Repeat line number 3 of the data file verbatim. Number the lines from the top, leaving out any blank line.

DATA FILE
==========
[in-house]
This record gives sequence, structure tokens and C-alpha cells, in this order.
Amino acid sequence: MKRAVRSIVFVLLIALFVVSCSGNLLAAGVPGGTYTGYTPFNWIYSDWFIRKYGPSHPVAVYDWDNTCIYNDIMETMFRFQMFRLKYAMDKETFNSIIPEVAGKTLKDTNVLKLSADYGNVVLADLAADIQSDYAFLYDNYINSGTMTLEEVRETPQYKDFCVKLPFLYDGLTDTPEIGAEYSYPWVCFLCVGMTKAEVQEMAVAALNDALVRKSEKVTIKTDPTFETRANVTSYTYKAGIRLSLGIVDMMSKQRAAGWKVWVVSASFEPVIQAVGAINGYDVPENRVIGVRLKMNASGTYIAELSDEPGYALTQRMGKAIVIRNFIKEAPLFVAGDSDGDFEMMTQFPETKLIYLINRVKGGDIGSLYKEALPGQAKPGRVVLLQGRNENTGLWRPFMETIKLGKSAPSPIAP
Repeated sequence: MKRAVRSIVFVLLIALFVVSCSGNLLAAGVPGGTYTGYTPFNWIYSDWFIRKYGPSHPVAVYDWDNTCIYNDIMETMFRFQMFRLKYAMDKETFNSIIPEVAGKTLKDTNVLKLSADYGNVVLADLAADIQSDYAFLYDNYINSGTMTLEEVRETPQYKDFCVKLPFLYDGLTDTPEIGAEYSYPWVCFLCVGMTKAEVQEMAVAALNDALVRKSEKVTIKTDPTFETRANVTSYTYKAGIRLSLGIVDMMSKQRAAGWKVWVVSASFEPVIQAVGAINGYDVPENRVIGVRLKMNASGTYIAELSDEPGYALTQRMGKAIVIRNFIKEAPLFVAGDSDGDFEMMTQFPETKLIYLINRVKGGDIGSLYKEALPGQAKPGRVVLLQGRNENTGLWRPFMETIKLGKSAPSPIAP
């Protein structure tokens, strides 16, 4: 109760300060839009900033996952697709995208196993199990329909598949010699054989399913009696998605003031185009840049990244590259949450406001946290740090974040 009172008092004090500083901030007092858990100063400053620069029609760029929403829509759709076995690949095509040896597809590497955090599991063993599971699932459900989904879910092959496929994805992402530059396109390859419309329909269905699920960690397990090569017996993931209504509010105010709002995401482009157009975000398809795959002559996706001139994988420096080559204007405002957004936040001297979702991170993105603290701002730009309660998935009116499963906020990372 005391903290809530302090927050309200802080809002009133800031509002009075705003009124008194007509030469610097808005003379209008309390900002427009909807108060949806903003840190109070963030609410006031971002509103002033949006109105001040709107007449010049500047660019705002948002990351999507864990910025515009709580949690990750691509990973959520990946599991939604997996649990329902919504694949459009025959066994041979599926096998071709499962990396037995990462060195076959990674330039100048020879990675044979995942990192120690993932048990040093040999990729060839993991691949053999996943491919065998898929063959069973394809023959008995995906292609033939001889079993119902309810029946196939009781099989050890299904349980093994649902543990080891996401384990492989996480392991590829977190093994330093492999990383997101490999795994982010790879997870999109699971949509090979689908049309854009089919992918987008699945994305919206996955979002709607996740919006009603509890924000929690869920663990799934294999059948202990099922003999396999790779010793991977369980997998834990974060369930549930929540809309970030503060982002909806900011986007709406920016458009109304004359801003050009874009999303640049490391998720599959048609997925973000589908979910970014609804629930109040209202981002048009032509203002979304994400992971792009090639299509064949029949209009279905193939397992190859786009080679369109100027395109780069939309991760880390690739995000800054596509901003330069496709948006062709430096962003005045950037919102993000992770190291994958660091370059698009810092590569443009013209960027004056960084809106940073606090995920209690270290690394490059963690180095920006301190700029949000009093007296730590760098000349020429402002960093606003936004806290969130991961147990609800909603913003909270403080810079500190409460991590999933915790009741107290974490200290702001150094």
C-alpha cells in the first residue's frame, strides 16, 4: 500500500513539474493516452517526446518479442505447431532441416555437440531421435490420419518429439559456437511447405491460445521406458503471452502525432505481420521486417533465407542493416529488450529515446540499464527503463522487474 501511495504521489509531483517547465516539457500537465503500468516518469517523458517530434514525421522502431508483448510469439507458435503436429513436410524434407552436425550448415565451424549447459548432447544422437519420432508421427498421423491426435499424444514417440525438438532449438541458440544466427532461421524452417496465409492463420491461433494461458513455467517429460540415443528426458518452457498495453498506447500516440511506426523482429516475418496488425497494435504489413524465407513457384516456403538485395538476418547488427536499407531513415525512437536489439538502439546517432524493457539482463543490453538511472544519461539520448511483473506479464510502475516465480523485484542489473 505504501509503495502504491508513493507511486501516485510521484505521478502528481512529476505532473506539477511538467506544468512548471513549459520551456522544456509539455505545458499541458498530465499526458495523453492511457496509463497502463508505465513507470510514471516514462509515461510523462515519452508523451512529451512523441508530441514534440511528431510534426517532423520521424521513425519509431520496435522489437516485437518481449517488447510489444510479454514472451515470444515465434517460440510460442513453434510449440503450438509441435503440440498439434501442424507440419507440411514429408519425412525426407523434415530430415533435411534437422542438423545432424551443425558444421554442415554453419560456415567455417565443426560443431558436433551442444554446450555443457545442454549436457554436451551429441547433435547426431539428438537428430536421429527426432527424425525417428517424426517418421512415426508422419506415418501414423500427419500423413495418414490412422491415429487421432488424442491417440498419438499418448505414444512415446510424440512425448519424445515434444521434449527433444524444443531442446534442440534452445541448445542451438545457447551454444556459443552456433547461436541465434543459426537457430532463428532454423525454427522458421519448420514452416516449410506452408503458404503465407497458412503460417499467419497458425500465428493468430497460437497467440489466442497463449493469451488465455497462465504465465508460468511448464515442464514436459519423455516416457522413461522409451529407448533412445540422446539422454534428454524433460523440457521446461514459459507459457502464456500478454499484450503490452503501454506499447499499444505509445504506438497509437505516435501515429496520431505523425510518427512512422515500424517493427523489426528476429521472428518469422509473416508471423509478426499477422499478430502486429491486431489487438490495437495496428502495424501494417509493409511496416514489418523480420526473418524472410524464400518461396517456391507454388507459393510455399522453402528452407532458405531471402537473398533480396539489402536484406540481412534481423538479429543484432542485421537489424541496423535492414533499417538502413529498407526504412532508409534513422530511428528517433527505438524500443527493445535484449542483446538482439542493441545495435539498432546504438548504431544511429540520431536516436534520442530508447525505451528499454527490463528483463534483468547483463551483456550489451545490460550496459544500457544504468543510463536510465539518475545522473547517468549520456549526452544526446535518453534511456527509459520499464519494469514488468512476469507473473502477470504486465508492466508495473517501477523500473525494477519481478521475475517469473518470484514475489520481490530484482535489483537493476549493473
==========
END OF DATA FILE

Amino acid sequence: MKRAVRSIVFVLLIALFVVSCSGNLLAAGVPGGTYTGYTPFNWIYSDWFIRKYGPSHPVAVYDWDNTCIYNDIMETMFRFQMFRLKYAMDKETFNSIIPEVAGKTLKDTNVLKLSADYGNVVLADLAADIQSDYAFLYDNYINSGTMTLEEVRETPQYKDFCVKLPFLYDGLTDTPEIGAEYSYPWVCFLCVGMTKAEVQEMAVAALNDALVRKSEKVTIKTDPTFETRANVTSYTYKAGIRLSLGIVDMMSKQRAAGWKVWVVSASFEPVIQAVGAINGYDVPENRVIGVRLKMNASGTYIAELSDEPGYALTQRMGKAIVIRNFIKEAPLFVAGDSDGDFEMMTQFPETKLIYLINRVKGGDIGSLYKEALPGQAKPGRVVLLQGRNENTGLWRPFMETIKLGKSAPSPIAP